What was Lincoln's understanding of such a possibility @cash ? How were the enslaved to be compensated? I hadn't heard this before.
voluntary colonization
It seems to me he wanted to give agency to those who would be emancipated. It makes me wonder, when emancipation took place, how many actually decided to 'vote with their feet' and leave the U.S. Were they ever given an option to do this, as per Lincoln's idea, once the CW came to an end (e.g. offered transit, Govt support to re-settle, etc)? My current understanding is that most remained, and remained in the South - which was their home - at the end of the CW.
 

cash

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What was Lincoln's understanding of such a possibility @cash ? How were the enslaved to be compensated? I hadn't heard this before.

Compensated emancipation meant compensating the owners for the loss of their property.


It seems to me he wanted to give agency to those who would be emancipated. It makes me wonder, when emancipation took place, how many actually decided to 'vote with their feet' and leave the U.S. Were they ever given an option to do this, as per Lincoln's idea, once the CW came to an end (e.g. offered transit, Govt support to re-settle, etc)? My current understanding is that most remained, and remained in the South - which was their home - at the end of the CW.

Very few wanted to leave, as the United States was now their country.
 

major bill

Brev. Brig. Gen'l
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Around 168 left during the Civil War and less than 2,500 in the five years after the Civil War. As cash said, few wanted to leave the United States.
 

demiurge

Sergeant
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Apr 15, 2016
Right, look at Liberia, which originated as a settlement of 13K free blacks that were sent from the US and some Carribean countries. It's the oldest republic in Africa, and they carried with them republican and protestant values. Their capital is Monrovia, named after the US president.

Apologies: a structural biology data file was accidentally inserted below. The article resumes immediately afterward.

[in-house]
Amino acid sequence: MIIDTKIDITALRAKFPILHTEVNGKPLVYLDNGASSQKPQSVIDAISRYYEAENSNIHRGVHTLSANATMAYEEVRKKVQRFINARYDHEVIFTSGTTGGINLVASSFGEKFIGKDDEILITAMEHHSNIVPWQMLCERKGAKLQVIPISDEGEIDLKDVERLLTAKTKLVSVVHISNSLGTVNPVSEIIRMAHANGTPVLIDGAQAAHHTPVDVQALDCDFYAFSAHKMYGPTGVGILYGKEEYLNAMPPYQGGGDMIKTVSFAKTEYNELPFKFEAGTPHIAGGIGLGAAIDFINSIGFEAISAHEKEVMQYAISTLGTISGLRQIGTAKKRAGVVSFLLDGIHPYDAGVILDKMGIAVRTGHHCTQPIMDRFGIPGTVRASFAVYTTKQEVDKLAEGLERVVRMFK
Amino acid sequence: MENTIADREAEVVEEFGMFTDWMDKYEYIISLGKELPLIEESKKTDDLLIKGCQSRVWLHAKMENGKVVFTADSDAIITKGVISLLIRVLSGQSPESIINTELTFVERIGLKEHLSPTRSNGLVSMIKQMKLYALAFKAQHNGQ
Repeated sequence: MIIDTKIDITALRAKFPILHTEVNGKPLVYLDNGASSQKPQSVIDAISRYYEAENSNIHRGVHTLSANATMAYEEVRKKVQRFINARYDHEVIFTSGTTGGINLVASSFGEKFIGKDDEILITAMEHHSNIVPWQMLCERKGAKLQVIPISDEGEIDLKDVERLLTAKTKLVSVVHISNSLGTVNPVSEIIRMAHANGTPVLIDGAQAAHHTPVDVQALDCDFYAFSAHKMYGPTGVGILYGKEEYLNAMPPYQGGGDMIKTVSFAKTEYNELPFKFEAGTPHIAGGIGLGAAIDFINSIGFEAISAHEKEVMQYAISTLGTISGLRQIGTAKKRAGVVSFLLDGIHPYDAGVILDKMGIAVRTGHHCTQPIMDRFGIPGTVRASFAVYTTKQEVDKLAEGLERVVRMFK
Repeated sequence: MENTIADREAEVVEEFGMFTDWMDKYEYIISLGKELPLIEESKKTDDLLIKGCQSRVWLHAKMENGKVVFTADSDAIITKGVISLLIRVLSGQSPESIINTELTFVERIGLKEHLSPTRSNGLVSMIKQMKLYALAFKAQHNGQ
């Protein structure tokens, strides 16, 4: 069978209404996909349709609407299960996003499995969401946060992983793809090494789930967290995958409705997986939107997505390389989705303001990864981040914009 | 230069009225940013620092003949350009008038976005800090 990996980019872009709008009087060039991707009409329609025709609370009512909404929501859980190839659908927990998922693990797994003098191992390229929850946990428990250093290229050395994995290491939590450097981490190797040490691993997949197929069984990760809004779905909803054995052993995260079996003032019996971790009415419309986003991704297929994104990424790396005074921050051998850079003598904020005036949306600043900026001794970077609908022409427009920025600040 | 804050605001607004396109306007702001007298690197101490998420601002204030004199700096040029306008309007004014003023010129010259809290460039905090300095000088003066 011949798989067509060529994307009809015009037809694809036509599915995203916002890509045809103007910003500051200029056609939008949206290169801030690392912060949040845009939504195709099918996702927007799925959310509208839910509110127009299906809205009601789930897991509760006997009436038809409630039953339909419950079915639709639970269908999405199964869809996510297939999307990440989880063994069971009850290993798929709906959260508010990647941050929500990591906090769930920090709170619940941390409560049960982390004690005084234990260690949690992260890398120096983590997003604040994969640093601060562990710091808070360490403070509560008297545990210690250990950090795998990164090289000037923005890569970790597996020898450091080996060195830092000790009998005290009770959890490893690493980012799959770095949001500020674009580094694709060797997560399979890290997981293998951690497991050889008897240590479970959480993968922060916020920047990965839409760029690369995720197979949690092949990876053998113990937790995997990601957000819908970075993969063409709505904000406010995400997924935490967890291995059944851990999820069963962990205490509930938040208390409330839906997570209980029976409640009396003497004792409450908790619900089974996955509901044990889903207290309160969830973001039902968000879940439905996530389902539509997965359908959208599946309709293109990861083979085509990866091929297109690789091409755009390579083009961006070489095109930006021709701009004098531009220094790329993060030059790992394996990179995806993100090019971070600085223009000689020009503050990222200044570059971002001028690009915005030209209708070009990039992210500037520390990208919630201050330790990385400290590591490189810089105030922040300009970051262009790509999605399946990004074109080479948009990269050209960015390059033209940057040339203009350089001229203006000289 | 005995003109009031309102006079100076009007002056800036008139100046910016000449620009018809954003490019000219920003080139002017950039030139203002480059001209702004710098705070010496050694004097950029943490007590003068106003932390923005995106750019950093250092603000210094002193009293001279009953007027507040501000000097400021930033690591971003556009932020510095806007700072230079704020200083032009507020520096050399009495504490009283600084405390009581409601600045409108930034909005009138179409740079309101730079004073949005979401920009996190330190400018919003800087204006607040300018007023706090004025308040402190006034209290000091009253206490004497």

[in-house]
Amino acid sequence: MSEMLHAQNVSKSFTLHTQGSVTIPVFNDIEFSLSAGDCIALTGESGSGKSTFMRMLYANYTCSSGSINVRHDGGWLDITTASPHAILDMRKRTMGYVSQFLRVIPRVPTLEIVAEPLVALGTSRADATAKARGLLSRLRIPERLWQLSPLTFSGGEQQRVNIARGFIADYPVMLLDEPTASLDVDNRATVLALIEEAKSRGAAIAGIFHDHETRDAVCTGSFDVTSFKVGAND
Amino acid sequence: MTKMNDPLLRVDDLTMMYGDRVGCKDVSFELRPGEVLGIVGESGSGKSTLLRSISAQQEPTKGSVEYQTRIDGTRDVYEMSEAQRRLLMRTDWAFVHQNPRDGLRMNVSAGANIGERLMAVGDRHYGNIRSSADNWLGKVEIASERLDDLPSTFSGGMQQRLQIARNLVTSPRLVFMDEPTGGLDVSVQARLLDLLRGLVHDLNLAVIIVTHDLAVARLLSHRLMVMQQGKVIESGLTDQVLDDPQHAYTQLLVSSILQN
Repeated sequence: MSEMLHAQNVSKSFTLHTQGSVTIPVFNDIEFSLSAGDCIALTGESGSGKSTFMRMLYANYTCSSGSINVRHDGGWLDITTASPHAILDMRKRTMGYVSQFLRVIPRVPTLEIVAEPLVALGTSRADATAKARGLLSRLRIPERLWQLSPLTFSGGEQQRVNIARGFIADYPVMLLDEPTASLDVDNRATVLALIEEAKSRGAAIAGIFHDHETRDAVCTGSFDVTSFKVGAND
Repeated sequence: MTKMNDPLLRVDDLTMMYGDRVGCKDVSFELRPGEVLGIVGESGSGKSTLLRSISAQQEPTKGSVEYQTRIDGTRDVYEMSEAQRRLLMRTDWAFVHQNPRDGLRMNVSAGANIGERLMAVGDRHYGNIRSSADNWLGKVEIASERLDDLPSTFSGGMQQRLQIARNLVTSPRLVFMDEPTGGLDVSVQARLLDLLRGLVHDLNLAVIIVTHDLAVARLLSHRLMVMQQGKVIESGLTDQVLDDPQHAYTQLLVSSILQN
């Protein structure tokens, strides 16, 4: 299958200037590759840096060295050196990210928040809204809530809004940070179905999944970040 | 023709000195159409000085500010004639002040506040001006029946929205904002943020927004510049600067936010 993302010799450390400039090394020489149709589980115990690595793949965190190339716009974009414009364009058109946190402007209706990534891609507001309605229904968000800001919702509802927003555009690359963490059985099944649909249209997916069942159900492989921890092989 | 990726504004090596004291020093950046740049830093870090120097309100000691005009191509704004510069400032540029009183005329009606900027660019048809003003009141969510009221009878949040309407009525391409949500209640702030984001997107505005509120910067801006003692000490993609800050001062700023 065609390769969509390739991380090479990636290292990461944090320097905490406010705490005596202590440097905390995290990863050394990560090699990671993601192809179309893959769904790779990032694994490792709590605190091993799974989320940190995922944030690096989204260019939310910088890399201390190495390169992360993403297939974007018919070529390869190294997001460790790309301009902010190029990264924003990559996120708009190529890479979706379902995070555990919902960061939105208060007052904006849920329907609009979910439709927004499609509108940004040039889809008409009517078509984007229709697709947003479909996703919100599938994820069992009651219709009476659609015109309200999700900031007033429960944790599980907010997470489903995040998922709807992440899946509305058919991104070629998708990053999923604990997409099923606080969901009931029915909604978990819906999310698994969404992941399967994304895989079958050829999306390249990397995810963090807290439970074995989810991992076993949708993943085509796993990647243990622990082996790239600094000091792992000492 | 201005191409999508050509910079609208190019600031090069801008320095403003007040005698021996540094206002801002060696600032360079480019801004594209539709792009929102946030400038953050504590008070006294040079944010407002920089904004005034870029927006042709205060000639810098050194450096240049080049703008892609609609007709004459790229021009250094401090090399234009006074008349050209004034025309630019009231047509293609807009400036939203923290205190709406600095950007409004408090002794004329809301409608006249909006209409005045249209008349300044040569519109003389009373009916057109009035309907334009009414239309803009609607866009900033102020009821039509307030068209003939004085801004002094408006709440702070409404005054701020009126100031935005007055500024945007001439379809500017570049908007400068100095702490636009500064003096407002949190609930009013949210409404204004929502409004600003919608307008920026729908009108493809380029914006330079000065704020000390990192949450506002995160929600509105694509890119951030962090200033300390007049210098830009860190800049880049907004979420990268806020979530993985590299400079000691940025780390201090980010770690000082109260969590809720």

I've seen at least one source that said the primary thing that changed Lincoln's mind about resettlement was a series of discussions he had with Frederick Douglas.
 

civilken

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Pres. Lincoln was certainly a man of his times. And like most white Americans he didn't believe blacks would want to stay here on I don't look at his proposal as anything but his way of being compassionate to a people he did not yet understand. Let's for a moment turn it around all the African-Americans are the planter class and the whites the slaves would we want to stay or go to a new country. After all our ancestors came from Europe to get away from Kings and Queens he might have thought they probably wanted to get away from us the same way.
 

major bill

Brev. Brig. Gen'l
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Aug 25, 2012
Did Lincoln ever support mandatory emigration of blacks? So is there a difference between supporting voluntary emigration and mandatory emigration? Yes there is. So back to the OP. Lincoln did support voluntary emigration but I am not sure it was viewed as a solution to slavery. Allowing freed slaves to emigrate if they so desired to is what we are talking about here.